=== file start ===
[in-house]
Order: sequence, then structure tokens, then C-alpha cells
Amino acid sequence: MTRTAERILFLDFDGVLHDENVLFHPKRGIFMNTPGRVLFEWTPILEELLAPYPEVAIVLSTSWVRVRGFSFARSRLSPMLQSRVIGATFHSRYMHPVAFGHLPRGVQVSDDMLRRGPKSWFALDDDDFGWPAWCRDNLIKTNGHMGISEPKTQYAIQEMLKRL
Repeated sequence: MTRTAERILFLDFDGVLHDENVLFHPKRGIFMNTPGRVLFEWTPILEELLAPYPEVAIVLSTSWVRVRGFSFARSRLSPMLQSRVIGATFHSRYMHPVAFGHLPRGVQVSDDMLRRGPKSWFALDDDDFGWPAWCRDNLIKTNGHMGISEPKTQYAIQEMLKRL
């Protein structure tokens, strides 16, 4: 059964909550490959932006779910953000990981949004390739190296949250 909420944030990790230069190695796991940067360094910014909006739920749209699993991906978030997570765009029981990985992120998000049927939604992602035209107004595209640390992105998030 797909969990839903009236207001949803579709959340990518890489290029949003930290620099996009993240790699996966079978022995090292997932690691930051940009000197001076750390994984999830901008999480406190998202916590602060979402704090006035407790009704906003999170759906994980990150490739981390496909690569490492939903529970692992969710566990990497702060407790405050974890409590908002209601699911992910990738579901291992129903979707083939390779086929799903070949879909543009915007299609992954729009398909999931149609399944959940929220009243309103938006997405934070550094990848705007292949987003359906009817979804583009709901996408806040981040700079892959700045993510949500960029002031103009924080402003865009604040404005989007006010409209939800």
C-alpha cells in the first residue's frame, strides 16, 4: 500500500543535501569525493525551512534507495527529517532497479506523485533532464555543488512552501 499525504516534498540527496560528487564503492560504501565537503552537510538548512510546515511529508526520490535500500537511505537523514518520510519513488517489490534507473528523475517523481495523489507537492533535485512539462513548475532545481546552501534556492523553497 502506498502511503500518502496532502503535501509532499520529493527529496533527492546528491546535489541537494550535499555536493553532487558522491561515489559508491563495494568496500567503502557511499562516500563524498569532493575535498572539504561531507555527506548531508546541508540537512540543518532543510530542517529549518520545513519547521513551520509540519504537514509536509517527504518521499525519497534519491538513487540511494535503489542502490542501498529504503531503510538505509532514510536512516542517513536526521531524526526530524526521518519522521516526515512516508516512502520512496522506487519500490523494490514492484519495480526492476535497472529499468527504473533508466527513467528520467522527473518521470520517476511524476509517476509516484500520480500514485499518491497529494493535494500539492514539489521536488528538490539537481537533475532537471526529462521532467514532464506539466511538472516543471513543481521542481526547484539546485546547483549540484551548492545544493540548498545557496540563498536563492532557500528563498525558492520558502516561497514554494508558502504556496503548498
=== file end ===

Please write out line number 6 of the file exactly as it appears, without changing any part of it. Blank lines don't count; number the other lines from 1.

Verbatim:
C-alpha cells in the first residue's frame, strides 16, 4: 500500500543535501569525493525551512534507495527529517532497479506523485533532464555543488512552501 499525504516534498540527496560528487564503492560504501565537503552537510538548512510546515511529508526520490535500500537511505537523514518520510519513488517489490534507473528523475517523481495523489507537492533535485512539462513548475532545481546552501534556492523553497 502506498502511503500518502496532502503535501509532499520529493527529496533527492546528491546535489541537494550535499555536493553532487558522491561515489559508491563495494568496500567503502557511499562516500563524498569532493575535498572539504561531507555527506548531508546541508540537512540543518532543510530542517529549518520545513519547521513551520509540519504537514509536509517527504518521499525519497534519491538513487540511494535503489542502490542501498529504503531503510538505509532514510536512516542517513536526521531524526526530524526521518519522521516526515512516508516512502520512496522506487519500490523494490514492484519495480526492476535497472529499468527504473533508466527513467528520467522527473518521470520517476511524476509517476509516484500520480500514485499518491497529494493535494500539492514539489521536488528538490539537481537533475532537471526529462521532467514532464506539466511538472516543471513543481521542481526547484539546485546547483549540484551548492545544493540548498545557496540563498536563492532557500528563498525558492520558502516561497514554494508558502504556496503548498